[The Montana Professor 1.2, Spring 1991 <http://mtprof.msun.edu>]

Saints and Scamps: Ethics in Academia

Steven M. Cahn
Ottawa: Rowman and Littlefield, 1986

William Plank
Foreign Language and Literature
Eastern Montana College

Steven Cahn is Provost and AVP at the CUNY Graduate School, Professor of Philosophy and author of several books on philosophy and education. This short (105 pages) but stimulating book is a hard-nosed approach to the professor's responsibilities and the satisfaction that comes with fulfilling them. His chapters deal with teaching, grading, evaluating teaching, scholarship and the community of scholars, faculty appointments, tenure and dismissal, and graduate education. After reading this essay, I came away with a new optimism that made it more pleasant to come to work in the morning and the feeling that there are people out there who still have confidence in the role of higher education to make some difference--if we have the courage. Four paragraphs from the book will give a good idea of the tone he sets:

Instructors are obligated to know which material is to be studied and in what order it is best presented. They should be expected to know what constitutes progress and the extent to which each student has achieved it. Students themselves do not have such knowledge; that is why they are students.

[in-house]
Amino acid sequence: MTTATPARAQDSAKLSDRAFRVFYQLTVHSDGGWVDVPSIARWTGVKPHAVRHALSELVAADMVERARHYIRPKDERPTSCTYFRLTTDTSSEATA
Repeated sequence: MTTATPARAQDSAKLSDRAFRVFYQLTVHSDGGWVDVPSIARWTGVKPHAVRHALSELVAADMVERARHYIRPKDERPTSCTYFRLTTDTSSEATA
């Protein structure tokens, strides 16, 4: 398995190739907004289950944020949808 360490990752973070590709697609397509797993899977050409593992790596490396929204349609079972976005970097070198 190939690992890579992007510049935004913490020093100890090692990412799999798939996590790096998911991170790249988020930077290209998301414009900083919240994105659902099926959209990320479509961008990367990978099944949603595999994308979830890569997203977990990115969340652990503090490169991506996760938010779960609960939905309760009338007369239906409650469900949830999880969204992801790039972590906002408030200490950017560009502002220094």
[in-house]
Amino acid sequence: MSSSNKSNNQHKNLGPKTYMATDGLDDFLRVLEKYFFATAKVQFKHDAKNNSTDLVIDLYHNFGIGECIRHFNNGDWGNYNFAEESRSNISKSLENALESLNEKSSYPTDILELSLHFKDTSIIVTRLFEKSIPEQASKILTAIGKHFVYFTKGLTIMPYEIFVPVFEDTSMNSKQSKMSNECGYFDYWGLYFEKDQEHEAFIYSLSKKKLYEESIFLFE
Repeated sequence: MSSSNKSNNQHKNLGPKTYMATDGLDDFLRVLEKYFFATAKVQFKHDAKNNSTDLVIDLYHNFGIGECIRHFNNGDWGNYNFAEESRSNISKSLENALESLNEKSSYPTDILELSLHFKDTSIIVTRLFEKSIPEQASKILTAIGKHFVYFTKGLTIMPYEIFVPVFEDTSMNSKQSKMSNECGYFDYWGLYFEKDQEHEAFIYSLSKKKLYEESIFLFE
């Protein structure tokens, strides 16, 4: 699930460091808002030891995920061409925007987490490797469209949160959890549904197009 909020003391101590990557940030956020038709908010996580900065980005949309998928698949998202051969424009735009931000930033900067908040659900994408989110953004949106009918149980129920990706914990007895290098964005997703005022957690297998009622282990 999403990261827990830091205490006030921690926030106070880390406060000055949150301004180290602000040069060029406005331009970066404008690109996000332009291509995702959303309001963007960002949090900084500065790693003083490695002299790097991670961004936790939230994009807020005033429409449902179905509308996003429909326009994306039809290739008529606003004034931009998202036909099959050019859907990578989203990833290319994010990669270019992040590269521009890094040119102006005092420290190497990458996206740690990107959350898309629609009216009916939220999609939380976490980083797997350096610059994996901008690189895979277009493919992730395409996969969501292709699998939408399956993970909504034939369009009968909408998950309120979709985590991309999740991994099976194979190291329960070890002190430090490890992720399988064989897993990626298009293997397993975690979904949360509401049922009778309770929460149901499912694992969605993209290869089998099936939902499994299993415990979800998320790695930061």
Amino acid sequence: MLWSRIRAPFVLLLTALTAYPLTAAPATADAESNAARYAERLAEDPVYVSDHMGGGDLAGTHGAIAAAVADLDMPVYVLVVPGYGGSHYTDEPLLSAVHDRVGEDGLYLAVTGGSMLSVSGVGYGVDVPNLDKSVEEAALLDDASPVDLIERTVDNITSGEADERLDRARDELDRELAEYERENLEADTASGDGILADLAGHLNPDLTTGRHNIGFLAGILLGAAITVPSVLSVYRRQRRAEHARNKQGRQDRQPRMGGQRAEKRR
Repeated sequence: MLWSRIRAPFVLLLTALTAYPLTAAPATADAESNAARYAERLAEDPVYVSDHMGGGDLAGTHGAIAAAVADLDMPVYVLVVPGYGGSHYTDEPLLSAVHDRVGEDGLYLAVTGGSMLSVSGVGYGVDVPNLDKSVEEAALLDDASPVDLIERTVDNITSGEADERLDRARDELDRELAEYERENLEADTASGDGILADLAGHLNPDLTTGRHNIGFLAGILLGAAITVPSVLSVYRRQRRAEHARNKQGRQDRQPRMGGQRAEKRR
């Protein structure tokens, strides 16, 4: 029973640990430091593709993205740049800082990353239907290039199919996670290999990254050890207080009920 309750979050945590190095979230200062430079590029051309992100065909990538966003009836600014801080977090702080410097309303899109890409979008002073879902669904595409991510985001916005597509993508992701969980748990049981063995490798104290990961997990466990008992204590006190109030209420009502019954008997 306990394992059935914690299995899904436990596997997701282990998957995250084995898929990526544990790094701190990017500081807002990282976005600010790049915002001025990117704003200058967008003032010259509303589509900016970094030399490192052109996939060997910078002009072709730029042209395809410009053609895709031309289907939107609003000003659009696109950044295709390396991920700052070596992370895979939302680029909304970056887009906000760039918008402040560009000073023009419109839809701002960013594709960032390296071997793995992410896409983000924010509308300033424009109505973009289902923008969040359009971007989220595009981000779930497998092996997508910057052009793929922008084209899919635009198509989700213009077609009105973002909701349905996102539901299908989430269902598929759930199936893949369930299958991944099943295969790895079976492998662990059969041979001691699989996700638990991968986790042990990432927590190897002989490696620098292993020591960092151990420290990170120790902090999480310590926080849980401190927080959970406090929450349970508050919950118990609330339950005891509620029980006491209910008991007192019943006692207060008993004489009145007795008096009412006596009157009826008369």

Imagine yourself taking a beginning bridge lesson and hearing your instructor inquire whether you would prefer to study finesses or analyze the Vienna Corp. Such a question would be senseless, for a reasonable answer depends on some knowledge of bridge, and if you already had that, you wouldn't be a beginner.

It would be equally inane for your instructor to decide your skill at bidding by asking you to evaluate yourself. Sensible judgments of this sort depend on an expert's insight, and your instructor, not you, is supposed to be the expert. If your instructor doesn't know how good your bidding is, that person should not be your instructor.

A common method of avoiding the responsibilities of a teacher is to pass the buck to students. A former colleague once told me that his class in the history of modern philosophy was going to jump from Leibniz to Kant, leaving out the empiricists Locke, Berkeley, and Hume. When I inquired why he was proceeding so oddly, he replied that he had asked his students to vote, and they had preferred not to read the empiricists.

Sidney Hook's evaluation, that if the wisdom of this book were implemented, "institutions of higher American education would undergo a much needed renaissance," may be slightly exaggerated--but the book should give every professor a morale boost. Its lucid and congenial style allows it to be read at one sitting--between Jake and the Fatman and bedtime.

[The Montana Professor 1.2, Spring 1991 <http://mtprof.msun.edu>]

Contents | Home